Archive for January, 2007

Roast Yam

One of the more common introduced mammals in the Southern Alps is the YAM (young Australian male). These mammals usually congregate in pairs, or in packs up to ten. I met an uncharacteristically charming and intelligent specimen yesterday in Christchurch. We got to talking about his recent climb of Mt Sefton and then he spotted me reading some papers and said he was very interested in physics, and he was even thinking of going back to university to study it (his background was in the Arts).

It transpired that he had been listening to radio shows on the String Wars, and in particular he remembered an episode on a certain book, the title of which he could not quite remember. Anyway, to cut a long story short, he was very keen to hear all about Category Theory! He said that there had to be something very wrong with physics when it was perfectly clear to a layman such as himself that the entrenched concepts being discussed were so plainly inadequate. We agreed that neuroscientists, for instance, had a better conceptual picture of the measurement of space than many physicists. I must confess, I had no idea this topic had become so mainstream.

Mount Cook has had a number of fatal accidents over the years, but very few lucky escapes. Last week, however, a group of three climbers headed down towards the Linda glacier from the summit. They attached themselves via a sling to a large rock, which then gave way (the rock, that is) as two of the climbers began to abseil. The guy at the top survived the fall, because a small falling rock cut cleanly through the anchor sling, separating him from his colleagues.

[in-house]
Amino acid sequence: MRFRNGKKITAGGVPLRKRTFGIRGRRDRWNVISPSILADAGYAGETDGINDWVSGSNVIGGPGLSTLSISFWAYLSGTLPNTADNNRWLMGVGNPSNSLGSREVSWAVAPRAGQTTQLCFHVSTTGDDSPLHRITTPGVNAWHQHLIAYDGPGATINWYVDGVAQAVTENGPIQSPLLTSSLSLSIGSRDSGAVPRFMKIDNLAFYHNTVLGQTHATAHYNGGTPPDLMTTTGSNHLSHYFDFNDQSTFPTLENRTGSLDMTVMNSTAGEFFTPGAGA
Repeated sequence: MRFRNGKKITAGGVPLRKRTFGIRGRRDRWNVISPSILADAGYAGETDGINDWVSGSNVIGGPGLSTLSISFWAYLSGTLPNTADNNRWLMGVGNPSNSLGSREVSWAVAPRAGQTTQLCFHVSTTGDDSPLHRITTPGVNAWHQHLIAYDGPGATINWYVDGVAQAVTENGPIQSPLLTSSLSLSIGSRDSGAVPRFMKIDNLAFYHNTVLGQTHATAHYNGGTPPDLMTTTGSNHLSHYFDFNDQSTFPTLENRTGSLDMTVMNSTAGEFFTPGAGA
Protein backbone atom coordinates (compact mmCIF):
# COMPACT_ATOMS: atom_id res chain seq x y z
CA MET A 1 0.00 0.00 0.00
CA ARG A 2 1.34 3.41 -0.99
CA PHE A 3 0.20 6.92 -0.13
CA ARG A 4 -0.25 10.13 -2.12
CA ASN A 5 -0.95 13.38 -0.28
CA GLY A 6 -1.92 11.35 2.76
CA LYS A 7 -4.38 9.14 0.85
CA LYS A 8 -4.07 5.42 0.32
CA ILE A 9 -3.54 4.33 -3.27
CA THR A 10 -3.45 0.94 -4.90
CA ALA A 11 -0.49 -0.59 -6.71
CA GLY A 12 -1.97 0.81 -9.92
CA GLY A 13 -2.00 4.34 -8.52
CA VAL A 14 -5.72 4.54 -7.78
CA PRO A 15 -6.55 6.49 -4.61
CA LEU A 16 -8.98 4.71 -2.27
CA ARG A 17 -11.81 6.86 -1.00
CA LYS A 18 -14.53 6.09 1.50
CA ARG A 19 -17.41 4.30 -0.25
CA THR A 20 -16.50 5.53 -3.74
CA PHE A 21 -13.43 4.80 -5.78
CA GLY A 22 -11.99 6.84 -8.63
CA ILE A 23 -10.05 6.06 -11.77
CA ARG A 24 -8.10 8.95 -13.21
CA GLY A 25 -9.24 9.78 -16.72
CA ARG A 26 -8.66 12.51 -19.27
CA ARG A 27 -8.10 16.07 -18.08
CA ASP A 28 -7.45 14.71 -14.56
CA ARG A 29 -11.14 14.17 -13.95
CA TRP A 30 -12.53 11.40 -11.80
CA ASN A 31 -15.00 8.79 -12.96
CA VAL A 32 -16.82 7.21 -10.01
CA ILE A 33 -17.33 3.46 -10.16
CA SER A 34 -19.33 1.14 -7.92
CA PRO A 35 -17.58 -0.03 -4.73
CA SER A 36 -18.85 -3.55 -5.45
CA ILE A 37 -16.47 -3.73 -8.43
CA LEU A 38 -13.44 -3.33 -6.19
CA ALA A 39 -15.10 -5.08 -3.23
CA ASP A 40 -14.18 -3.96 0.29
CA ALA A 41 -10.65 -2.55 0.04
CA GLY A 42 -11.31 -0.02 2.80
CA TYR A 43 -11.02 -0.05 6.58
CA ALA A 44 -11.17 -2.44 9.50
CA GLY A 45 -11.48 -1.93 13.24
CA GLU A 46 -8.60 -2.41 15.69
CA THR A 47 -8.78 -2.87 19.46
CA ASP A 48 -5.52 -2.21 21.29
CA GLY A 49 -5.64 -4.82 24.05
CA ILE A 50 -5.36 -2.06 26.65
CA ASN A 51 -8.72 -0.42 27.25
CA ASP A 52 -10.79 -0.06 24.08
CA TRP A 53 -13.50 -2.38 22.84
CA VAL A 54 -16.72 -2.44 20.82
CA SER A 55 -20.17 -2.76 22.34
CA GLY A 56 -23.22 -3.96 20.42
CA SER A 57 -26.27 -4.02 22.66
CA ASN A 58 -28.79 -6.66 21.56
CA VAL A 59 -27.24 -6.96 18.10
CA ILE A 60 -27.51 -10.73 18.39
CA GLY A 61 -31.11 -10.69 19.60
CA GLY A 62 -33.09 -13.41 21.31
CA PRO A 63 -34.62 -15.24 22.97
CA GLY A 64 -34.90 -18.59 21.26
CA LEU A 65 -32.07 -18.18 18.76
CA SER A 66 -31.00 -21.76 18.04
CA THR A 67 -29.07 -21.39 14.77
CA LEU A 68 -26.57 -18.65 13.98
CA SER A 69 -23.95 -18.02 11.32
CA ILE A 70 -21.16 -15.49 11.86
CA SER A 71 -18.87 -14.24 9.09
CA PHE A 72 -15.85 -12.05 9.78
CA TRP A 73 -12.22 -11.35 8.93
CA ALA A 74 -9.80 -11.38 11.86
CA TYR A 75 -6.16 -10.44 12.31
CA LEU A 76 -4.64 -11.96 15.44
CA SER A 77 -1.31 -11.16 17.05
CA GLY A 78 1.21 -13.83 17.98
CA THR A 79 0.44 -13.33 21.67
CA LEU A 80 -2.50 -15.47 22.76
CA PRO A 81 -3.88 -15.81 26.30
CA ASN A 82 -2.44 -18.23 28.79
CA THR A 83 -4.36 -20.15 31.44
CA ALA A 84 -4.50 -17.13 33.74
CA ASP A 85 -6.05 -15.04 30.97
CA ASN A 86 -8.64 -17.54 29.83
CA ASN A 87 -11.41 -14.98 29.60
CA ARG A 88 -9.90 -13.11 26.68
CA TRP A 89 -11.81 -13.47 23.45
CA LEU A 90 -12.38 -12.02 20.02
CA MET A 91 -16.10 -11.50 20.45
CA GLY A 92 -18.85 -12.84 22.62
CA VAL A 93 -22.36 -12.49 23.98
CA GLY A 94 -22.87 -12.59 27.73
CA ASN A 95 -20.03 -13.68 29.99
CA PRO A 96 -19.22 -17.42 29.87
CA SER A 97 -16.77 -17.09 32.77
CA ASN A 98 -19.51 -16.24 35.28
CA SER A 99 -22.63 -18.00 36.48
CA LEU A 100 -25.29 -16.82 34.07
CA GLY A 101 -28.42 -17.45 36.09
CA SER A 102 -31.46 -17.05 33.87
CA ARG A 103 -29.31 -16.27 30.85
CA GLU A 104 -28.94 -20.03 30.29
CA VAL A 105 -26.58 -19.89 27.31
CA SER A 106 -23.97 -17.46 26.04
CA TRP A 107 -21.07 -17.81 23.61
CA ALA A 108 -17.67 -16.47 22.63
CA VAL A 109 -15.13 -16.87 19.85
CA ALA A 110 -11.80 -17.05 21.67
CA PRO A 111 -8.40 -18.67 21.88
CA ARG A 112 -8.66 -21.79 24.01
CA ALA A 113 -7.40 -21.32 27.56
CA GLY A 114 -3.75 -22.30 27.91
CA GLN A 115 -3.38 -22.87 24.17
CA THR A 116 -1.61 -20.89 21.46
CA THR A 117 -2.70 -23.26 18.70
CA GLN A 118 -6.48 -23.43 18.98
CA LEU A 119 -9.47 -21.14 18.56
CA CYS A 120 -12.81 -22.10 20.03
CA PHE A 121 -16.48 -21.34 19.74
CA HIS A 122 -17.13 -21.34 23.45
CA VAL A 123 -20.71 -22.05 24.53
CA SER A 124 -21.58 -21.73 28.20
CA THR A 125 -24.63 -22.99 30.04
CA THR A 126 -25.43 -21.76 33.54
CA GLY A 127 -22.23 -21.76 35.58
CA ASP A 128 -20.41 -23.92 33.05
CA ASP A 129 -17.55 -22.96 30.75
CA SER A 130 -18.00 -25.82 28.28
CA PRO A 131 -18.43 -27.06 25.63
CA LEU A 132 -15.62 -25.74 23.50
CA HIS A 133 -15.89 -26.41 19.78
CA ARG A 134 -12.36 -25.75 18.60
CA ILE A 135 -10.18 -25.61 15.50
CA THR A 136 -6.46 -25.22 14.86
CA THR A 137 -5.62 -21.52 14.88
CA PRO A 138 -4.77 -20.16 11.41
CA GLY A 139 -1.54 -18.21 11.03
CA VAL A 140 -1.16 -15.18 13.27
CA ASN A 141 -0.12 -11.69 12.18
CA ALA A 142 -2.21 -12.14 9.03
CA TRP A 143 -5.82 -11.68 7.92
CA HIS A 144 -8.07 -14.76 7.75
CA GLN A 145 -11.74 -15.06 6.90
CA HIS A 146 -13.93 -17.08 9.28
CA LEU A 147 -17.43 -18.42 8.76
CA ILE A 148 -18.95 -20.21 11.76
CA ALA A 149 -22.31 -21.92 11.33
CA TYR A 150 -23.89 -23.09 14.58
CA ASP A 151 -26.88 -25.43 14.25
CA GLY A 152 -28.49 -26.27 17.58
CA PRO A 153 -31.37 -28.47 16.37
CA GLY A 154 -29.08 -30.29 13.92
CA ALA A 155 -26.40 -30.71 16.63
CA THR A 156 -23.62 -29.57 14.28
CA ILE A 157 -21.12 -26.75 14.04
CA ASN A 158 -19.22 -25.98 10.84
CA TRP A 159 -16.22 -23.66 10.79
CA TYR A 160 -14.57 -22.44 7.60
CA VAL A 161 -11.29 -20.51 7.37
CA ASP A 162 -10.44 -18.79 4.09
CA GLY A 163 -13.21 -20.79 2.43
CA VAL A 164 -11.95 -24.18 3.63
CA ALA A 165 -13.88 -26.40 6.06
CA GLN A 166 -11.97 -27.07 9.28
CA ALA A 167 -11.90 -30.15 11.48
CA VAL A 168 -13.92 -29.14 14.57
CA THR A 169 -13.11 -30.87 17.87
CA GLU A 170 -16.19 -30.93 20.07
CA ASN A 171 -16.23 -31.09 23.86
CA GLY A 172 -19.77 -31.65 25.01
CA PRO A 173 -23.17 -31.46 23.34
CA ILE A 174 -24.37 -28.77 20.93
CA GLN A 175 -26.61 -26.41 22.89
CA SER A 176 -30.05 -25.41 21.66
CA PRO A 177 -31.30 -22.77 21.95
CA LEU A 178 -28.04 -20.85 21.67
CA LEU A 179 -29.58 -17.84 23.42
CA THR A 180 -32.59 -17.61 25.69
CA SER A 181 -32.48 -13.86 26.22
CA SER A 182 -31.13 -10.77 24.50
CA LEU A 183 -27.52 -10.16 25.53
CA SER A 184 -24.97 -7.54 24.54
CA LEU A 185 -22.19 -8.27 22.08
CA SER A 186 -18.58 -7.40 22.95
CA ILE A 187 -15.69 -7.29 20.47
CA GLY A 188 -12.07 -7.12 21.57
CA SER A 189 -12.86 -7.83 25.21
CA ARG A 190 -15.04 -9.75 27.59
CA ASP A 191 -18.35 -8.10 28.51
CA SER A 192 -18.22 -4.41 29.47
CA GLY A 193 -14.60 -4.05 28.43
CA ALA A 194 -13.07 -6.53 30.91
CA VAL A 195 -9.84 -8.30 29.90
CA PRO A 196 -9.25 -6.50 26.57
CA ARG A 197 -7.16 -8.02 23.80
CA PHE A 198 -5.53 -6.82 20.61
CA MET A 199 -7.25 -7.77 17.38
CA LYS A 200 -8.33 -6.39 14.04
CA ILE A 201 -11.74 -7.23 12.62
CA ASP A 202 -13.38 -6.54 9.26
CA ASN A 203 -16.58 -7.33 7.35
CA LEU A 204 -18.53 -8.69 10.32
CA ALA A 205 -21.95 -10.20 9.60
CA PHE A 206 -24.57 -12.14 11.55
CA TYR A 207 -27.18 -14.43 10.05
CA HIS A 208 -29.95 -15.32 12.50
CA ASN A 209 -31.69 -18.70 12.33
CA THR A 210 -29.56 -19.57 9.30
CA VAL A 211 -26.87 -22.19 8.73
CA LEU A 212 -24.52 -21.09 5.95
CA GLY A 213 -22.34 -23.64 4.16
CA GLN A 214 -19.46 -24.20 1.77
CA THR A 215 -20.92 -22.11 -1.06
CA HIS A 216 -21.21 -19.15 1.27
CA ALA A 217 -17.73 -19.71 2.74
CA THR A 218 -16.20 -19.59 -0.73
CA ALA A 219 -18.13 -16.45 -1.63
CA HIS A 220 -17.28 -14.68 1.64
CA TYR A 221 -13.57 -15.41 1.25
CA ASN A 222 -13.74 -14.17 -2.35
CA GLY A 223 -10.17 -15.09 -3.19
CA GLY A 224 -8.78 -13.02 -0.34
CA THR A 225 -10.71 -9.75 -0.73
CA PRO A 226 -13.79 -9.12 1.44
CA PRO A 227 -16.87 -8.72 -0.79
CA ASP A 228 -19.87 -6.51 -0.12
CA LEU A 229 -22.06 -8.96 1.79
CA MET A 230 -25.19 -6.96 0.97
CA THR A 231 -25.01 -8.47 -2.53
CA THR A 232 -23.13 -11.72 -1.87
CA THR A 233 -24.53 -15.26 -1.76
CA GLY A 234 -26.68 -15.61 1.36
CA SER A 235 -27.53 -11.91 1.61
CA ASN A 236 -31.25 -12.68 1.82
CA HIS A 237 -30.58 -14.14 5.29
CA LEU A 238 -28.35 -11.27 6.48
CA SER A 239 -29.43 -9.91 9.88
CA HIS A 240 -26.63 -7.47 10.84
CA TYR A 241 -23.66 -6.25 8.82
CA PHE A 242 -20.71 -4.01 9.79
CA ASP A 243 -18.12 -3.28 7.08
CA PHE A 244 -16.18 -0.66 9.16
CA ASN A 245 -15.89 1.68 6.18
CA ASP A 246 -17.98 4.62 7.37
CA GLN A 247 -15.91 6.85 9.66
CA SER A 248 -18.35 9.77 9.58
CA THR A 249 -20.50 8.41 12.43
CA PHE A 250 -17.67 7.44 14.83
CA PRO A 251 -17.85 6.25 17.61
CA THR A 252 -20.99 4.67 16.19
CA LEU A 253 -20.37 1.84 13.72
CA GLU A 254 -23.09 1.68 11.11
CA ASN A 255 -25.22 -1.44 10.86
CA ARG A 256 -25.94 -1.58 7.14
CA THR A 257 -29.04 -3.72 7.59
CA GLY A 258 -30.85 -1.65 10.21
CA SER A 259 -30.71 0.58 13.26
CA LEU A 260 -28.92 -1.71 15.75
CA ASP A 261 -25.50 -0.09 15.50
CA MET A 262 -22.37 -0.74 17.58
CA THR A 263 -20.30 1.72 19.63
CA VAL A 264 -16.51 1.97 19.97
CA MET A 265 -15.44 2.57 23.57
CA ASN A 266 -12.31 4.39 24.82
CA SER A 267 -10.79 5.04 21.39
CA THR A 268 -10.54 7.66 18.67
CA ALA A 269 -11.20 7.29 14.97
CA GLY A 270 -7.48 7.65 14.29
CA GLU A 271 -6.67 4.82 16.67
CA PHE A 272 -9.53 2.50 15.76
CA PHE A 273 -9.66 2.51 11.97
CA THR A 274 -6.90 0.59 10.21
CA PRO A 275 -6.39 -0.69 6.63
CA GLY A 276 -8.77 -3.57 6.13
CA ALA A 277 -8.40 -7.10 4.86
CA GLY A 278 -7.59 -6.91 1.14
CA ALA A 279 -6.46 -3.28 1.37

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M Theory Lesson 12

One of Devadoss’s many papers on the real points of the moduli of punctured spheres is Cellular Structures determined by Polygons and Trees. In this paper he considers how the real case may be extended to the compactification of the complex moduli of $n$ points.

We saw that labels on trees were not necessary for the real case, which is described by associahedra. Devadoss points out that by labelling the leaves of trees with the numbers $1,2, \cdots n$ one can describe the complex moduli. Points on $\mathbb{CP}^1$ determine non-planar trees, because diffeomorphisms of the sphere can permute any two points without collision (recall that collisions were the basis for understanding the real case). This cyclicity is allowed on branch labellings, because the leaves should really be considered identical.